THIS THE FIRST DOCUMENTARY YOU'VE MADE?
No - I made a short documentary for BBC2 about
the Kennedy assassination which played on "Moving Pictures" when the JFK film came
out. And I shot documentary footage of Salvadorian guerrillas
who had had limbs blown off by land mines and had sought sanctuary
in San Salvador's cathedral.
WHAT'S THAT DOCUMENTARY CALLED?
I don't know. I shot all this footage of the guys in the
cathedral, talking about their experiences, arm-wrestling with
their stumps, sleeping and keeping watch - the place was ringed
by cops and army troops. This was before the peace agreement
between the guerrillas and the government. The guerrilla
wounded had occupied the cathedral to draw attention to their status
as war-wounded: who are, under the terms of the Geneva Convention,
to be allowed to leave a war zone unmolested in order to seek medical
AND DID THEY?
Yes. After a few weeks they were allowed to leave El Salvador
for Cuba, where they were treated, and I, think went to work in
a prosthetic limb factory. A number of Europeans and Americans
stayed with them while they were in the cathedral, in the hope
of deterring the government or the American embassy from ordering
another massacre - this is the same cathedral where Archbishop
Romero had been murdered only a few years before. It was
a very interesting subject. I gave all the footage
to the FMLN before I left, and I never saw what - if anything -
they made of it.
So KUROSAWA is the third documentary I've
been involved in, and also the longest.
WHY DID YOU MAKE A FILM ABOUT KUROSAWA?
Because he is my maestro. Buñuel and Kurosawa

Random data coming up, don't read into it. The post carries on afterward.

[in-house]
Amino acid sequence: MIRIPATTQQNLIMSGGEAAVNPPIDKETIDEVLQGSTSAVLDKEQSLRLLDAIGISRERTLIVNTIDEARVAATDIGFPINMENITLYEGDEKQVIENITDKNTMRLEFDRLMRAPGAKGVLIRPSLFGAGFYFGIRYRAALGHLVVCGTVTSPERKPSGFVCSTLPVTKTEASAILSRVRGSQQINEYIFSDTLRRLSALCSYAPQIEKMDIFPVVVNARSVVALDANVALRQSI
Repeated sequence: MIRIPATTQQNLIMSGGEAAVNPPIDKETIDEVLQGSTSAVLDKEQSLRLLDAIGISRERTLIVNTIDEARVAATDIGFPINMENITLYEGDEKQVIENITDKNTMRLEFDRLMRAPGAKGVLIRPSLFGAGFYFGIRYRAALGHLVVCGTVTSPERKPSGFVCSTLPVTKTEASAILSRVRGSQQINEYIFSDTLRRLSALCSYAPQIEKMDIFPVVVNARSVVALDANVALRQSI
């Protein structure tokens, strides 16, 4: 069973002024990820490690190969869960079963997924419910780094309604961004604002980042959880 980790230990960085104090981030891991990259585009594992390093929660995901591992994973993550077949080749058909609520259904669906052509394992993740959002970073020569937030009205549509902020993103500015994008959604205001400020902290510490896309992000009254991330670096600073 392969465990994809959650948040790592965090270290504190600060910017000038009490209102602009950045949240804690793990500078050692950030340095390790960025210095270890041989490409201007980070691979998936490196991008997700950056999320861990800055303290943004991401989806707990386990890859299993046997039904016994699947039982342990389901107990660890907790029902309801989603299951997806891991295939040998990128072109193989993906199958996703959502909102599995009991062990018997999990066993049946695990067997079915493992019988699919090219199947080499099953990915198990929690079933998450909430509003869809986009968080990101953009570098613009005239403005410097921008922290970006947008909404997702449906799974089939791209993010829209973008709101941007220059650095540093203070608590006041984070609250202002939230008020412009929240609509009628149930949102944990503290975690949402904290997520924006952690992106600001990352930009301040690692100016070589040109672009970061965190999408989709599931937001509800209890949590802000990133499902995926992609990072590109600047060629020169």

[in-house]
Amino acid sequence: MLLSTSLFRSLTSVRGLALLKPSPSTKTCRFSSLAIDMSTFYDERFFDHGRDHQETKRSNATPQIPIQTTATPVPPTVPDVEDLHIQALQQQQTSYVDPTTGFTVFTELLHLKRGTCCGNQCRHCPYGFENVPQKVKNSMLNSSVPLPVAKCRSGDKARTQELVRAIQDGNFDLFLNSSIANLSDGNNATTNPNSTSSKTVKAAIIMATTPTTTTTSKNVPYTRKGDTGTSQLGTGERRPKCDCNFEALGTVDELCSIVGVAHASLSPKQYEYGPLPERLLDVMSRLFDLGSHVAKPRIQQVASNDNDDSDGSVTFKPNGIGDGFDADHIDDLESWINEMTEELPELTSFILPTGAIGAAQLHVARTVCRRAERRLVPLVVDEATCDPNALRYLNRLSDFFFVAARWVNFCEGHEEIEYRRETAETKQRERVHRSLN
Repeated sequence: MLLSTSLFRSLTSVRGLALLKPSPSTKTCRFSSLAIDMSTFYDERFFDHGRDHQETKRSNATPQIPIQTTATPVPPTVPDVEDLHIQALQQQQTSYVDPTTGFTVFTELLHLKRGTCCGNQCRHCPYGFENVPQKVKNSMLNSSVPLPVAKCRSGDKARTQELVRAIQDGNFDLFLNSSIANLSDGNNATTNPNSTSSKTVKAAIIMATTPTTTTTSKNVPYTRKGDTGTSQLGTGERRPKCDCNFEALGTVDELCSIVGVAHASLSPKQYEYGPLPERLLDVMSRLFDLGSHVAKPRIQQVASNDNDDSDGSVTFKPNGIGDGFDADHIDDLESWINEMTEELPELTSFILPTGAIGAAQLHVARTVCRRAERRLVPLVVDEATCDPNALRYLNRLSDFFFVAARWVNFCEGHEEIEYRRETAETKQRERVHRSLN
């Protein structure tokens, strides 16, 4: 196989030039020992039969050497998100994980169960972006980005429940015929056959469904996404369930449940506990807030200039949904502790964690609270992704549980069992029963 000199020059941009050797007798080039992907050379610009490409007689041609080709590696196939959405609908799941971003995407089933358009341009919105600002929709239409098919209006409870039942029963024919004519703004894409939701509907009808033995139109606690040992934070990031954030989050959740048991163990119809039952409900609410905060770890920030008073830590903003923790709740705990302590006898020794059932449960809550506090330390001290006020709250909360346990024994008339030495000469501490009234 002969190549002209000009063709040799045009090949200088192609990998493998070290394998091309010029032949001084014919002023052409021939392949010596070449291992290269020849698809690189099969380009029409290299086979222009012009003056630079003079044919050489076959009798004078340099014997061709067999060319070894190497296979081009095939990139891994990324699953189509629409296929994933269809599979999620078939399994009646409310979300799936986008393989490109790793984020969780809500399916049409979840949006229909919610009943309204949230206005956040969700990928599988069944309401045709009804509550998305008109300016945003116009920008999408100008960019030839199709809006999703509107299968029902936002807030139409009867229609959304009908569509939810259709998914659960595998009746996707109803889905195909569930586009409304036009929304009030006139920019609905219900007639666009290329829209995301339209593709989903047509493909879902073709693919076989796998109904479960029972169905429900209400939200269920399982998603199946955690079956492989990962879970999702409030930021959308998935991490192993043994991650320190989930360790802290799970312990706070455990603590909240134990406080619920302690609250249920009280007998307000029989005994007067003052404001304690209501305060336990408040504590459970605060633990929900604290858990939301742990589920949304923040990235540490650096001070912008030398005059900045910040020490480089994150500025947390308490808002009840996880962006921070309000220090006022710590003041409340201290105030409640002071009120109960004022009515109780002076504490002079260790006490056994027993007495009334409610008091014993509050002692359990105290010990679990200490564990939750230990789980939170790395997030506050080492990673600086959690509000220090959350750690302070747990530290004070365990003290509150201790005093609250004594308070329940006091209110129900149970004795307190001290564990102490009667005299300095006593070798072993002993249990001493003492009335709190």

are the greatest of directors, for me. Buñuel for
his sense of humour and his stories, Kurosawa for his technical
mastery and epic despair. (Tod Davies - who produced the
film for Exterminating Angel - and Andrei Konchalovsky - who directed
Kurosawa's script RUNAWAY TRAIN - would say that his most
important theme is that you can have no freedom without individuals
and individual responsibility.) No one but him could
have made RAN, or SEVEN SAMURAI, or IKIRU -- or MADADAYO, his last
film, which has been generally disparaged or misunderstood. I
wanted to make a documentary about him for many years - just as
an excuse to meet him, really. But it wasn't until he died
that we found a sympathetic ear at Channel 4 and were able to go
to Japan and interview some of his family and associates...
WHO'S IN IT?
His daughter, Kasuko Kurosawa, his childhood
friend Senkichi Taniguchi, his "script woman" Teruyo Nogami, his producers Masato
Hara and Yoichi Matsue, his friend and biographer Donald Richie,
one of his cameramen, several actors - including Tatsuya Nakadai,
the "Japanese Olivier" who was in RAN, and KAGEMUSHA
and played the rock-n-roll samurai in YOJIMBO.
There's a selection of directors
who talk about Kurosawa's influence on their work - John
Woo, Bernardo Bertolucci, Francis Coppola, Paul Verhoeven, Arturo
Ripstein, Andrei Konchalovsky... plus the inimitable Mike Hodges,
who was young Kurosawa's fencing teacher in turn-of-the-century
And there are sections on TORA TORA TORA,
the film he didn't make; on the making of AME AGARU (one of his
last screenplays) by his former collaborators; and on MADADAYO
- his last film, the story of an intensely tedious and sentimental
IF IT'S INTENSELY TEDIOUS HOW CAN IT BE GOOD?
I didn't say it was intensely tedious, I
said the central character was. He's called Hyakken Uchida, a real person brilliantly